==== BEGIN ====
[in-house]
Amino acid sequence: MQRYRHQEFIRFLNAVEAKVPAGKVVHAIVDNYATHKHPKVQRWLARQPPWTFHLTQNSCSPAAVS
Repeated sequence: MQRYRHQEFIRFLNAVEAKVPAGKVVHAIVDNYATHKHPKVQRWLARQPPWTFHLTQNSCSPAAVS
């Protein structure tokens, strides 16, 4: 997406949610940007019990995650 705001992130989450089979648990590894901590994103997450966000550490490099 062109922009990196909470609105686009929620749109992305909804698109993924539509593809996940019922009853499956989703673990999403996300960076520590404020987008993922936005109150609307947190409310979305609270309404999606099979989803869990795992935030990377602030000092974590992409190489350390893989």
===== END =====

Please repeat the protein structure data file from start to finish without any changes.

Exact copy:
[in-house]
Amino acid sequence: MQRYRHQEFIRFLNAVEAKVPAGKVVHAIVDNYATHKHPKVQRWLARQPPWTFHLTQNSCSPAAVS
Repeated sequence: MQRYRHQEFIRFLNAVEAKVPAGKVVHAIVDNYATHKHPKVQRWLARQPPWTFHLTQNSCSPAAVS
């Protein structure tokens, strides 16, 4: 997406949610940007019990995650 705001992130989450089979648990590894901590994103997450966000550490490099 062109922009990196909470609105686009929620749109992305909804698109993924539509593809996940019922009853499956989703673990999403996300960076520590404020987008993922936005109150609307947190409310979305609270309404999606099979989803869990795992935030990377602030000092974590992409190489350390893989």